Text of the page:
Pay-Per-CallThis is a new compensation model. No official abbreviation exist yet. Advertiser pays publisher a flat $x.xx amount in commission for phone calls received from potential prospects as response to a specific publisher Ad. Recently developed call-tracking technology allows to create a bridge between online and offline Advertising. Pay-Per-Call Advertising is still new and in it’s infancy.

Pay-Per-Call Advertising is neither Search Engine Marketing (SEM) nor Affiliate Marketing. It is expected to become the 4th major type of Internet Marketing next to Affiliate Marketing, Search Engine Marketing and Search Engine Optimization within the next years.

The Affiliate Marketing shifted almost entirely to the Pay-Per-Lead (CPA or CPL) and Pay-Per-Sale Model (CPS) which is also known as Performance Marketing. The paid commission is usually a percentage of the referred sales or a flat dollar amount.

The Pay-Per-Lead (CPA or CPL) ModelCost-Per-Action or Cost-Per-Acquisition (CPA), Cost-per-Lead (CPL). The Advertiser pays the Publisher a flat $x.xx amount in commission if a referred visitor performs a specific action on the Advertisers Site. It could be Actions like filling out a Form, Signing up for a Newsletter or Creating an Account.

The CPA Model is very popular with Online Services like Credit Card Providers, Insurance Services, DVD and Video Game Rental Services and Loans and Mortgages. Due to the usual high flat commission amount is the CPA very attractive for PPC Affiliates that do not have a permanent Website and an established User Base.

Before you consider the CPA Model for you problem, make sure to have mechanisms in place to validate the quality of referred leads. Your program will be vulnerable to become a victim of fraud, affiliates that generate tons of “fake” leads if you do not have anything in place to verify the quality of the produced leads.

The Pay-Per-Sale (CPS) ModelCost-Per-Sale (CPS). Advertiser pays the publisher a percentage (%) of the Order Amount (Sale) that was created by a customer who was referred by the publisher.

This Model is used by most Online Merchants today.

Here are same basic tips for Advertisers that consider starting an Affiliate Program with CPS Compensation Model:

Do not pay commissions that you end up loosing money on an order. You will gain new customers because of the Affiliate Program, but you will also pay commissions for returning customers.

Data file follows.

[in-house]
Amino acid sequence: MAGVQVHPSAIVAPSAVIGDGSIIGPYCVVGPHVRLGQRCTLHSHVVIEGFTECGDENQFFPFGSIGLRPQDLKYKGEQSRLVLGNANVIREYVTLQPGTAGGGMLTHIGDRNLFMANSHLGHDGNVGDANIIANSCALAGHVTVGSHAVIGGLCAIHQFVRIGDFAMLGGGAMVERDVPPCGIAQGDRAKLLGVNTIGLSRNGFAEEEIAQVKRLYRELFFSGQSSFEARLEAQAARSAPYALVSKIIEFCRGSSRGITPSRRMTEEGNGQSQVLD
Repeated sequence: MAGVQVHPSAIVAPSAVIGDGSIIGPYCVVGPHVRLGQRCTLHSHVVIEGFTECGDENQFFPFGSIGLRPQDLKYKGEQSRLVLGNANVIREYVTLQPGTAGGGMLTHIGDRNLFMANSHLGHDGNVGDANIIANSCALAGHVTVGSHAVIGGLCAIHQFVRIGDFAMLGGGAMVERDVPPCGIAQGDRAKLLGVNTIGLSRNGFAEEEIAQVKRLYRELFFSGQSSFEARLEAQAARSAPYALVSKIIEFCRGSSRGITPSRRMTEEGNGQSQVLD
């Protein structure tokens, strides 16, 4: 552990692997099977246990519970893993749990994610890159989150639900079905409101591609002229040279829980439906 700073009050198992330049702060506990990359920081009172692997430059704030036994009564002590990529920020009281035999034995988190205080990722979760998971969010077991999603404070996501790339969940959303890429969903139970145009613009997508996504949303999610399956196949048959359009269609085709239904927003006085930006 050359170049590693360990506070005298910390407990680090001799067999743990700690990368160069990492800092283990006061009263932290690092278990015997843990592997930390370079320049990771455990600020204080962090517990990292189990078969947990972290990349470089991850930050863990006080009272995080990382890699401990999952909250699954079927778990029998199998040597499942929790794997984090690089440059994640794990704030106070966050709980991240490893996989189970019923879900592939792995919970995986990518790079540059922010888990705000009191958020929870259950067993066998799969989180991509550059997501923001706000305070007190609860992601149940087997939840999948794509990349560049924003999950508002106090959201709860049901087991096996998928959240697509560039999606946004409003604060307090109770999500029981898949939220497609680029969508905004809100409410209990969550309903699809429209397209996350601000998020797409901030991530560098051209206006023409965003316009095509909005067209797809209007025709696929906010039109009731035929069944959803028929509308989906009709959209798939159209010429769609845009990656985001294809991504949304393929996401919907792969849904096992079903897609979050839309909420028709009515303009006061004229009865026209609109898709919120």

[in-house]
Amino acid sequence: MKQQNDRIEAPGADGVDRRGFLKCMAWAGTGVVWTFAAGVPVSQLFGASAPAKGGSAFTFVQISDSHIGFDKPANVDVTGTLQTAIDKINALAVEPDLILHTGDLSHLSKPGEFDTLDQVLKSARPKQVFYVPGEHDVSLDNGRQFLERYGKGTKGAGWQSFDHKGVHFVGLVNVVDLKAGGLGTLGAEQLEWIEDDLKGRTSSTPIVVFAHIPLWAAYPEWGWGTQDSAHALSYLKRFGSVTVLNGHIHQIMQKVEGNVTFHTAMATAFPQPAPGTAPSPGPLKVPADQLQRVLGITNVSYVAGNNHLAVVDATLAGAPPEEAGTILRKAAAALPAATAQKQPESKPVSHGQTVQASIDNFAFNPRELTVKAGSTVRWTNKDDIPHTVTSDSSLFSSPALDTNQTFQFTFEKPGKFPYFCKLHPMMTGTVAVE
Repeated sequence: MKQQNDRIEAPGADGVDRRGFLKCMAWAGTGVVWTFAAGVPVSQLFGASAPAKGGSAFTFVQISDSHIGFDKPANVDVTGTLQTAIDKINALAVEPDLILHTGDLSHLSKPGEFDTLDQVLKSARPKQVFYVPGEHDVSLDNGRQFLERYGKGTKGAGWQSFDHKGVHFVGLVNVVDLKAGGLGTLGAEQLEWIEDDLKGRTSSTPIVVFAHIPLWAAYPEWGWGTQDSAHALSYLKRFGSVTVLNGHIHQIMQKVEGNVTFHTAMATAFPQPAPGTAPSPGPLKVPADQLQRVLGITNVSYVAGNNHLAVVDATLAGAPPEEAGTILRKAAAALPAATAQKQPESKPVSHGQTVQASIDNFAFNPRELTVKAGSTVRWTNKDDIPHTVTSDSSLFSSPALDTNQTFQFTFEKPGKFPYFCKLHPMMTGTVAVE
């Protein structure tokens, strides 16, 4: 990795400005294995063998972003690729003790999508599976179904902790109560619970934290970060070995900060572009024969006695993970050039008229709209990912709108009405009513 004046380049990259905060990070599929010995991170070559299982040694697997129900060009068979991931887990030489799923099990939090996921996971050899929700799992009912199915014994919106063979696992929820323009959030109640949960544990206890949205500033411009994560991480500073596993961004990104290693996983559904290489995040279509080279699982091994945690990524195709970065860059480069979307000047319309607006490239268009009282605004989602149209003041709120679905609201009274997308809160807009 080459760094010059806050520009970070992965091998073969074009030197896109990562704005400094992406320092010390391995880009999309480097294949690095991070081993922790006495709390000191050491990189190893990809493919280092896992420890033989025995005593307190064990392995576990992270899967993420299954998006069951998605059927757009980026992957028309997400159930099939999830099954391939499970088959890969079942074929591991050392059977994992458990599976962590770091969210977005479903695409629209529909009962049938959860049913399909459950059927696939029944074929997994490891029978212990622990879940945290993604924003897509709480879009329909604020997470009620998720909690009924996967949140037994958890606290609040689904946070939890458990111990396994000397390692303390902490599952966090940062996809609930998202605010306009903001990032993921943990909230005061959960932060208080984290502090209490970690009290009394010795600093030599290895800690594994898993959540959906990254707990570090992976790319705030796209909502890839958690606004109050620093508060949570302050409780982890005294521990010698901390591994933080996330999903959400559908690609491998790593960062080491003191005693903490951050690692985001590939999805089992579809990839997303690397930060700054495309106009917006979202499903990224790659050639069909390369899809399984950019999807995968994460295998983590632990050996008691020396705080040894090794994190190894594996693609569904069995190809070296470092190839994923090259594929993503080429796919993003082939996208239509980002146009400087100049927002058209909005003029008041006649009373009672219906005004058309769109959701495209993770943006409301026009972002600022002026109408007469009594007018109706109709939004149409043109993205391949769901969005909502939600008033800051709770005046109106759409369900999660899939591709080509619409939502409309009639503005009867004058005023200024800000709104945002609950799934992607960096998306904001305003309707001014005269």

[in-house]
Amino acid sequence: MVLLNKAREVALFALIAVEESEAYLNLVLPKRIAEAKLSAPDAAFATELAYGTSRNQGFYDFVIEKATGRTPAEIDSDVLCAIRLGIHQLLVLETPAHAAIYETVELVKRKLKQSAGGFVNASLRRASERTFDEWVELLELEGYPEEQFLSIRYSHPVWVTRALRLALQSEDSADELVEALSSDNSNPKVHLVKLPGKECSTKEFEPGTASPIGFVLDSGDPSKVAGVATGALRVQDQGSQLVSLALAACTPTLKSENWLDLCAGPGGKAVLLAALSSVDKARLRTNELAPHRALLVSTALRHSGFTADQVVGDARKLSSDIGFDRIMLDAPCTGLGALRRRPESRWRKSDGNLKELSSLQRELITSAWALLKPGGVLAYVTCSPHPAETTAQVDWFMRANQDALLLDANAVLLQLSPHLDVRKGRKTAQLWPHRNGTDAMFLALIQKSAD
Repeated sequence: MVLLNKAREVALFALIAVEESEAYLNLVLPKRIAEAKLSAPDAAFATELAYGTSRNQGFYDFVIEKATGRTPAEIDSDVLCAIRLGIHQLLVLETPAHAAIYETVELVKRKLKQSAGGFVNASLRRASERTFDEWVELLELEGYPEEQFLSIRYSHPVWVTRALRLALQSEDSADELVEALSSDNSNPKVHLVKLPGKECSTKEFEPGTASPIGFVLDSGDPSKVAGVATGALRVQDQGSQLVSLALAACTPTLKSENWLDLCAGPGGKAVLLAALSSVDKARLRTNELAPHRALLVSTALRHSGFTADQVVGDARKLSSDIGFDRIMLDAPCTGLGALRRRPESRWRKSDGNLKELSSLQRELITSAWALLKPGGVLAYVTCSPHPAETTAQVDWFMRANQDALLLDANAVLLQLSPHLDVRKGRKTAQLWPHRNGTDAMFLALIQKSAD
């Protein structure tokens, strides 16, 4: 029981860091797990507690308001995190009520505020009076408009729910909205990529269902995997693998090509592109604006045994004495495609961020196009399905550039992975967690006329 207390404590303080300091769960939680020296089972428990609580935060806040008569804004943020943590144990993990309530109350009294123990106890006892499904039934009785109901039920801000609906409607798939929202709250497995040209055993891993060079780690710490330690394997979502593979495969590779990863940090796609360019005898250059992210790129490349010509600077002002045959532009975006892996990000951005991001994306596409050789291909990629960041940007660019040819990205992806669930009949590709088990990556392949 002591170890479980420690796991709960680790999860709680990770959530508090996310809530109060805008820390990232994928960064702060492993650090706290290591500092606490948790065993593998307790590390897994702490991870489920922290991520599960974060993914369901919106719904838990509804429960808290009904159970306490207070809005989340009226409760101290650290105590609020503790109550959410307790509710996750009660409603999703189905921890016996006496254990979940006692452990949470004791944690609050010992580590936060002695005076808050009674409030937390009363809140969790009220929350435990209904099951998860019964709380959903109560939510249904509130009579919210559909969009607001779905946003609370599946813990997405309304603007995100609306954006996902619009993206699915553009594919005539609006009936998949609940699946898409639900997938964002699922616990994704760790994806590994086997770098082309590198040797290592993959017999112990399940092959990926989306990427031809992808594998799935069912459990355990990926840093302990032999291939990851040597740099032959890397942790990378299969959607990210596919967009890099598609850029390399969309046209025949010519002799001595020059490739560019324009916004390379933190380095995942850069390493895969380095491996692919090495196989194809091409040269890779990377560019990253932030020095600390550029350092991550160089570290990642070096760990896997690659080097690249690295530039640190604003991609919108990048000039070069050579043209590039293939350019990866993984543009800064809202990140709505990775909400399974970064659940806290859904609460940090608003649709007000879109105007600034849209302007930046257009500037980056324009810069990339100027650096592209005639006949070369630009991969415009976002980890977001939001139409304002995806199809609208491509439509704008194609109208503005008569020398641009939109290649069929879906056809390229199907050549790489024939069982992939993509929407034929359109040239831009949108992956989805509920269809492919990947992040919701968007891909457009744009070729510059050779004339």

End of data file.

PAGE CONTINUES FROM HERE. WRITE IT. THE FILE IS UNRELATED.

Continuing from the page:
Shoppers on the internet are more savvy today. Comparison Shopping Sites, Coupon Sites, Cash-Back Shopping and Charity Sites, that make up a large percentage of successful affiliates, are often visited by Shoppers first. See the Affiliate Program also as a Customer Retention Tool.

CPA or CPS?If your competitors have affiliate programs and you don’t, chances are good, that you are loosing a considerable amount of business to them, because the lag of an affiliate program for your site.

If you want to use an Affiliate Program as an Online Merchant for the whole purpose of customer acquisition, consider the CPA Model and pay a flat commission for new customers referrer by affiliates.

Do the math to come up with a Flat Commission that makes it worthwhile for affiliates to promote you. Affiliates are not waiting for you, the next Merchant that has a Program is only one click away.

What you do and what commission you pay is up to you. You can also mix compensation models. The best thing to do is always to check first what your competitors are doing and use their compensation model as reference.

Pay-Per-Sale is by far the most common compensation model. 2/3 to 3/4 of all Affiliate Programs today are Pay-per-Sale Programs. The operating Site only pays “Commission” to their Affiliates for actual Results (a Sale, Sign-up etc.) and not just for promises (ClickthroughsArticle Search, Banner Impressions).